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Musculoskeletal disorders among dentists in Nepal
Acharya RS1, Acharya S2, Pradhan A3, Oraibi S4
1 Lecturer, Dhulikhel Hospital, 2Lecturer, 3Associate Professor, Kist Medical College, 4Associate professor, Head of Physiotherapy Department, Applied Medical Sciences College, Hail University, KSA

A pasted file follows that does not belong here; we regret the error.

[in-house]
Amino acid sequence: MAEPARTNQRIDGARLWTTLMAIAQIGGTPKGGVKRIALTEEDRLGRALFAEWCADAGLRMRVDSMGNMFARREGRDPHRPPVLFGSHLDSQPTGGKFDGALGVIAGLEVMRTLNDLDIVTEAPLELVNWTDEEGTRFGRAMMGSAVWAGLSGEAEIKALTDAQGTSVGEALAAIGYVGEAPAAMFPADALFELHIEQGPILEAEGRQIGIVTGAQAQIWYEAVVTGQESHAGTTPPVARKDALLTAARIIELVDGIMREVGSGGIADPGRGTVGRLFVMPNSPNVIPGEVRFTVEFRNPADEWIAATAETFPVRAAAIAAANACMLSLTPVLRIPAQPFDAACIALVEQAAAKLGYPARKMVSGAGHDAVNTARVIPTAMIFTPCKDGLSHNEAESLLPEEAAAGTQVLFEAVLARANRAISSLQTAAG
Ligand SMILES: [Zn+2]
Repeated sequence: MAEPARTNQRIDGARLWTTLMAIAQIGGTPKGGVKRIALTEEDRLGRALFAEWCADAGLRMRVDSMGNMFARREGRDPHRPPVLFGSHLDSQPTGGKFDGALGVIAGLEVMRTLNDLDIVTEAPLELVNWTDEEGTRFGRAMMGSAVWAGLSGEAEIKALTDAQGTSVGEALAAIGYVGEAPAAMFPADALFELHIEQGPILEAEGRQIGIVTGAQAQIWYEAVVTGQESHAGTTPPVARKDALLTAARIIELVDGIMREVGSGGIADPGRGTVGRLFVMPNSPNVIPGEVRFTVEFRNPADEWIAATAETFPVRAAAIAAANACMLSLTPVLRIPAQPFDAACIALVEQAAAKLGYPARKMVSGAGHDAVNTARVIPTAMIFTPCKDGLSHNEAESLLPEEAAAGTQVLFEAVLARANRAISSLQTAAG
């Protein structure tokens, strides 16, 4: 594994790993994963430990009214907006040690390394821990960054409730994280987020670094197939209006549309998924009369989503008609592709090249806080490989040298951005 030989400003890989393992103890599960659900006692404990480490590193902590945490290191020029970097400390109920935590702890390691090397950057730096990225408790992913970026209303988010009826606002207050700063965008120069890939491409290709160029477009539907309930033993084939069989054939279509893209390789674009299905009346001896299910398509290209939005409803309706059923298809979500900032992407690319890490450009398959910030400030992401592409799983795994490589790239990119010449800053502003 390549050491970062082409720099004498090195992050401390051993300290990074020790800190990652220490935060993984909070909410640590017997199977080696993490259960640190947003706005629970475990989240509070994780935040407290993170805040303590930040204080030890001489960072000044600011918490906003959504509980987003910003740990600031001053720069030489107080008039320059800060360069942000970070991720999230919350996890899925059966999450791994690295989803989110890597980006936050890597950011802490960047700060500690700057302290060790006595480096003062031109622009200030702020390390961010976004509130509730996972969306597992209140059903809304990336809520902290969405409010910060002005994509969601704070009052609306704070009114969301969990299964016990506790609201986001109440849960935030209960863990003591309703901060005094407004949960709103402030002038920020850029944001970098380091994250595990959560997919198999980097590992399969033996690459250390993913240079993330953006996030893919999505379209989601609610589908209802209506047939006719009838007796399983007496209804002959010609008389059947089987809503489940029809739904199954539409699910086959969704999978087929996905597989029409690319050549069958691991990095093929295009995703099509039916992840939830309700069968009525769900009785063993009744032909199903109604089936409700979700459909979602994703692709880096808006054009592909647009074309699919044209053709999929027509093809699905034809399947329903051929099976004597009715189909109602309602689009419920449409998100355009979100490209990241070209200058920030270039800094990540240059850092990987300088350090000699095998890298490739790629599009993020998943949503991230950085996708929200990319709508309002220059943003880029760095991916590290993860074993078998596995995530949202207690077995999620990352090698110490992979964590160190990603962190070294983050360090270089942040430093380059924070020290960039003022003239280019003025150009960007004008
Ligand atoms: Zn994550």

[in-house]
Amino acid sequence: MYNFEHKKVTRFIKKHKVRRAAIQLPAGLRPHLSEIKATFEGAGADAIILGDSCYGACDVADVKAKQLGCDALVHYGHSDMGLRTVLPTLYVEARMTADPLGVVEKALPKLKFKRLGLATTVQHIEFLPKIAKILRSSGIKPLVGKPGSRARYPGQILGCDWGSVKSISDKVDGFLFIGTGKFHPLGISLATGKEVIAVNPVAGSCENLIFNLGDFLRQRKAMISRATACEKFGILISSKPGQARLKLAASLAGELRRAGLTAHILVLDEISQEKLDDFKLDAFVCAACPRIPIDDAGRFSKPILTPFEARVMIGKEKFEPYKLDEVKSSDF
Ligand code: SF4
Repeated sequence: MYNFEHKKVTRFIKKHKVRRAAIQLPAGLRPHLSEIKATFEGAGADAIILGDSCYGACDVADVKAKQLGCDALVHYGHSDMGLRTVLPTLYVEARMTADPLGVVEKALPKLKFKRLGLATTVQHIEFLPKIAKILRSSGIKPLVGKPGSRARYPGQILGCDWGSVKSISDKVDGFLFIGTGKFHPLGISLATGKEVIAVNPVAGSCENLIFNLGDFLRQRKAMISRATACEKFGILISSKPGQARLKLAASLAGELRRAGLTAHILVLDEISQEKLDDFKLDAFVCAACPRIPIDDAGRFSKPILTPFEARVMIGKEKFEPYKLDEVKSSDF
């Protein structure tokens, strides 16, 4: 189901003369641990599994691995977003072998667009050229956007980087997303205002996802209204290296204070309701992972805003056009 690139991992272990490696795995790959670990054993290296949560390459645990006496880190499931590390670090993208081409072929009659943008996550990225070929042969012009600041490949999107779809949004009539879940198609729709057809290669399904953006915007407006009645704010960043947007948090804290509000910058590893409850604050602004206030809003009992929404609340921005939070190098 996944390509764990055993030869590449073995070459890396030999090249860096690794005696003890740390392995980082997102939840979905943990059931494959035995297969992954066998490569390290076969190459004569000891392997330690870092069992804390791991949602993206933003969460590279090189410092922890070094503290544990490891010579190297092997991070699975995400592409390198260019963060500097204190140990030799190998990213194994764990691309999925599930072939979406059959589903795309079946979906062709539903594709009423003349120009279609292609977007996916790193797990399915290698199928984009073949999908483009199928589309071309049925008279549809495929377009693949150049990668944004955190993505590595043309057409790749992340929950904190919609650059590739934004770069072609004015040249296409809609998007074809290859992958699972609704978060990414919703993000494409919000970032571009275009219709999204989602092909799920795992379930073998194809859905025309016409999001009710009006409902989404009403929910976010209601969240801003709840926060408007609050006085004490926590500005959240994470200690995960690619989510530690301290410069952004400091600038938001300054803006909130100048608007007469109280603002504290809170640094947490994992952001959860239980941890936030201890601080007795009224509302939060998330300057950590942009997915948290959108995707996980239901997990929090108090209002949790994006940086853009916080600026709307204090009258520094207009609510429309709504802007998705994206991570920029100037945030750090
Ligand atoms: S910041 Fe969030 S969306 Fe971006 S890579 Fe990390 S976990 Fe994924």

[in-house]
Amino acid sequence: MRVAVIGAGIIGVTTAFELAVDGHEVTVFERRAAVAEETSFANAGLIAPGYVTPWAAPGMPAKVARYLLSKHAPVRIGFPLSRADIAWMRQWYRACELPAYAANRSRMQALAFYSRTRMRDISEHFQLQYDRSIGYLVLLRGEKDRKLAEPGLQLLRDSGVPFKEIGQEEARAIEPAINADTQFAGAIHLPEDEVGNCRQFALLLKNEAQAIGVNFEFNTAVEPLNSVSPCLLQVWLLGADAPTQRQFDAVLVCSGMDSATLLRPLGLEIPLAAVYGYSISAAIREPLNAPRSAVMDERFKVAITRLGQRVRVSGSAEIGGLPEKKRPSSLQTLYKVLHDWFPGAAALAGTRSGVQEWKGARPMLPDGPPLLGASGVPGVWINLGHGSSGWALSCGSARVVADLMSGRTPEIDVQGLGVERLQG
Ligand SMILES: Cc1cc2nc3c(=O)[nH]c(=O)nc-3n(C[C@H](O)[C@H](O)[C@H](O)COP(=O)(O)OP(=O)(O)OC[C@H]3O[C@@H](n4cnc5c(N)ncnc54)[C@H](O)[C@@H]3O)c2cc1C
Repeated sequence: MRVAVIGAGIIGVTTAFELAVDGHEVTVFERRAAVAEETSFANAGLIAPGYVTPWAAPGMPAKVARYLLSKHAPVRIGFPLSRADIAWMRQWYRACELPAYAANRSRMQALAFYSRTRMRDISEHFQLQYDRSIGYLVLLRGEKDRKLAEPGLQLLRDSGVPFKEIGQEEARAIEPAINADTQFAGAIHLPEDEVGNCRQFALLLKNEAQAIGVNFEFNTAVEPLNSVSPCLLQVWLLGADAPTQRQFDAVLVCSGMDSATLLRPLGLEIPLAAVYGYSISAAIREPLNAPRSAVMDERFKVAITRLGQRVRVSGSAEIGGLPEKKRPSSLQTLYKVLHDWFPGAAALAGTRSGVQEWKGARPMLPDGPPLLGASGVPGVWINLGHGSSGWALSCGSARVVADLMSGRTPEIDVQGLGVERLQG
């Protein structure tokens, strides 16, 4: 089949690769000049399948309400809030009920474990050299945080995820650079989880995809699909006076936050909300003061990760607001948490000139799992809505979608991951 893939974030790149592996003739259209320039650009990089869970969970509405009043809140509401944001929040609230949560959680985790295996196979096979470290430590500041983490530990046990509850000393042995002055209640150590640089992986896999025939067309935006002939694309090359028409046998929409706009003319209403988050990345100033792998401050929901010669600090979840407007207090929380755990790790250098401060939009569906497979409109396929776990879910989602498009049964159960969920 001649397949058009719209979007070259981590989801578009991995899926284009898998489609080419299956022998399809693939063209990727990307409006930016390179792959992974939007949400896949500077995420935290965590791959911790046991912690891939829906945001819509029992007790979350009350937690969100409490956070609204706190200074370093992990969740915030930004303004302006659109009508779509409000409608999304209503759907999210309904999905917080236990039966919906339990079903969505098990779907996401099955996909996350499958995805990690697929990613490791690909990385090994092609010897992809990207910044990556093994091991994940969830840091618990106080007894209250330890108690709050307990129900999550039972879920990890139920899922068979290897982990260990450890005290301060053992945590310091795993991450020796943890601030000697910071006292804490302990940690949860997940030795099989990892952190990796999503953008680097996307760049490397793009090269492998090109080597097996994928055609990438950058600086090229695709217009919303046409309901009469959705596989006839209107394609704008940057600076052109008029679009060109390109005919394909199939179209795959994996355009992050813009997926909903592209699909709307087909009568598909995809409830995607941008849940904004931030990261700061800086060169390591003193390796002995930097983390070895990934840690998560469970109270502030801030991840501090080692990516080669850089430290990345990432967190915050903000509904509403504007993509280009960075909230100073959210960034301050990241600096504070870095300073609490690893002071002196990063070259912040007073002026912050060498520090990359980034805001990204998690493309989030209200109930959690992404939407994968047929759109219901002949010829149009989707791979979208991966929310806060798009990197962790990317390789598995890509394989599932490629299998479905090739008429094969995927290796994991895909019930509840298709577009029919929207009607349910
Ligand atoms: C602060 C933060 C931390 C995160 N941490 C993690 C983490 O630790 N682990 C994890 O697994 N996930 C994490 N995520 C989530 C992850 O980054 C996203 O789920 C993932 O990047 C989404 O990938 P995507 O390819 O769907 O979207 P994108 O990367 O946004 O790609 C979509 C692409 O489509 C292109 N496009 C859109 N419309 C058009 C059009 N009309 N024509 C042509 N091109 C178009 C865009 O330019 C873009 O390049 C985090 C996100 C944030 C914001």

Abstract Background: Musculoskeletal disorders (MSD) are one of the most common occupational hazards associated with wide range of occupations. Dental personnel had an increased risk of developing such disorders caused by repetitive, awkward or stressful motions. Taking this issue into consideration we felt the necessity to investigate the prevalence and distribution of musculoskeletal symptoms among dentist in Nepal. Methods: A self reported questionnaire was distributed to a random sample of 150 dentists from different parts of Nepal. The questionnaire was about musculoskeletal symptoms in different parts of the body. Results: A total of 103 questionnaires were completed and returned. Of the respondents, 46(44.7%) were males and 57(55.3%) were females. The mean age of respondents was 29.8 with SD 6.03. Majority were general dentist’s practitioner (63.1%) with the remainder being specialists (36.3%). Practicing in private (55.3%) sector was more compared to government (44.7%) sector. Ninety nine percent of the dental surgeons were right handed while 1% was found to be both handed. Female dentists were signiﬁcantly younger (p=0.009) compared to males. Prevalence of MSD during the past 12 months were reported at the neck (52.4 %), lower back (52.4% ), shoulder (49.5%),upper back (41.7%), and wrist/ hand (36.9%).MSD during past 1 week were reported at the neck (15.5%),lower back (25.2%), shoulder (28.2%), upper back (21.4%) and wrist/hand (12.6%). MSD which interfered with daily activities during the previous 12 months were reported at the neck (7.8%), lower back (4.9%), shoulder (7.8%), upper back (7.8%) and wrist/hand (4.9%). Conclusion: The results suggested that the prevalence of musculoskeletal symptoms among dentists in Nepal is high. MSD remains a major occupational health problem for dentists of Nepal with the commonest problem of neck and lower back pain. Therefore, it is of vital importance to promote the occupational health and prevention programs regarding ergonomic postures which must be acquired by the dentists during their clinical practices. Key words: Musculoskeletal disorders, Occupational hazards in dentists, Work related disorders